DepressionThis can happen when we realize that nothing is working. The intense energy that we have spent seeking the perfect solution has us exhausted and emotionally frazzled and we figuratively land in a heap on the floor, exhausted and despondent. Again, sometimes this stage can last for a very long time, years even, and if we get stuck in this stage we and our families suffer.

Acceptance This is the place where we can say, "It's all going to be OK. I can't fix it, I can't change it, but even so I'm going to be OK and we're going to be OK." I think this comes for everyone who realizes that they can only change themselves and not their kids. It's a willingness to stop trying to control anyone but ourselves and to accept our kids as is, whether or not they ever change. It's a peace that is hard to explain until you get there.

The interesting thing about the five stages of grief is that the book was written to suggest that they are linear -- in other words, they fall into place, one after the other. The idea is that you pass through then one at a time and never go back once they are done. However, since then, many theorists have suggested that people jump in and out of the stages and don't always do them in order.

It's my theory (and probably not mine alone) that adoptive parents live with all of these jumbling around in their hearts and heads. We go through a few days of acceptance and then suddenly something happens and we are back at shock and denial. Or we take a brief swim in a pool of angry, or nap in the sewer of depression for a while. But there are ways of surviving all these stages of grief, whatever order they come in.

The first is faith -- possibly in God or a higher power, or maybe just faith in ourselves that we ARE going to not only survive but thrive in the chaos of parenting hurt neuro-atypical children. And the second thing is to have a sense of humor. Be willing to laugh at yourself and the things that your kids do. See humor in the weirdest places. Share your story with others in humorous ways. And finally, surround yourself with people who get it.... support groups, online folks, good friends are all ways to maneuver in and out of denial bargaining, anger, and depression, but having your baseline be acceptance -- a place that we can all learn to live with MOST of the time.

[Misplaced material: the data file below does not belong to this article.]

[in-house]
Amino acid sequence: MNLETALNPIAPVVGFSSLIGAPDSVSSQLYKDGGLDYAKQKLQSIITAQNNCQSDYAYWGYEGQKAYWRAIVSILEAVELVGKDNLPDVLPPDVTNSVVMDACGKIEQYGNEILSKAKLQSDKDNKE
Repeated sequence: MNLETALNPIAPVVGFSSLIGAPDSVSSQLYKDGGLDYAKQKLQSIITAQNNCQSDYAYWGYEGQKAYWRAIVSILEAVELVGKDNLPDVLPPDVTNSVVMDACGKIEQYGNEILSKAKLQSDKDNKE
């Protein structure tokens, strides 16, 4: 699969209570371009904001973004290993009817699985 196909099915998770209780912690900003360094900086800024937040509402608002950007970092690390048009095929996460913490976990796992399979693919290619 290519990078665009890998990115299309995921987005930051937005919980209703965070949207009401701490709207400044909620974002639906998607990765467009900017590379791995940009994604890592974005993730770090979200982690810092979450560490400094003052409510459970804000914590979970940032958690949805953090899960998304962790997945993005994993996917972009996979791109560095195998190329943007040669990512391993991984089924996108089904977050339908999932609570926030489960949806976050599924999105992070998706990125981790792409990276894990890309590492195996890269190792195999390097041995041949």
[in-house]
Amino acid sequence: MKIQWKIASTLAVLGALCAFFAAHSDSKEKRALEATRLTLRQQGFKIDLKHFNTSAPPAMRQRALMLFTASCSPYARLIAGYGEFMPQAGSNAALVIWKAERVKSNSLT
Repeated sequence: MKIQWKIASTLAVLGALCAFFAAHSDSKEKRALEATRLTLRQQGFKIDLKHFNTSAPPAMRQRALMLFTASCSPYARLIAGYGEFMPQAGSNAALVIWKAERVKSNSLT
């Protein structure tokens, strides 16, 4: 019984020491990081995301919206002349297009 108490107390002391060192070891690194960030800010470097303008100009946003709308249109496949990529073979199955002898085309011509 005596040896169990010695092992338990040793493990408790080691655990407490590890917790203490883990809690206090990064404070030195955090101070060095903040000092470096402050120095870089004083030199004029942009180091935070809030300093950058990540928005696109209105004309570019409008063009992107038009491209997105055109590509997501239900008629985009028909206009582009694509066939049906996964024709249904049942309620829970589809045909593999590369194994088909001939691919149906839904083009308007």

Whatever place you find yourself today, acceptance can be just around the corner. Strive for it... it's a good place to be.


Other Mother said...

I think the stages of grief can be revisted by the kids as well as the parents. Different triggers or life stages bring about different reactions for all of us. It's the commitment that holds it all together.

Adoptive Legacy said...

Thank you for this post. It is seldom that I read something and say to myself "that is exactly how I feel." Especially your comment about how it's not linear that we experience several of these emotions in different waves. I've also noticed that with having six kids I can be in a different stage with each of them which is quite the daily emotional roller coaster. GREAT POST!

Adoptive Legacy said...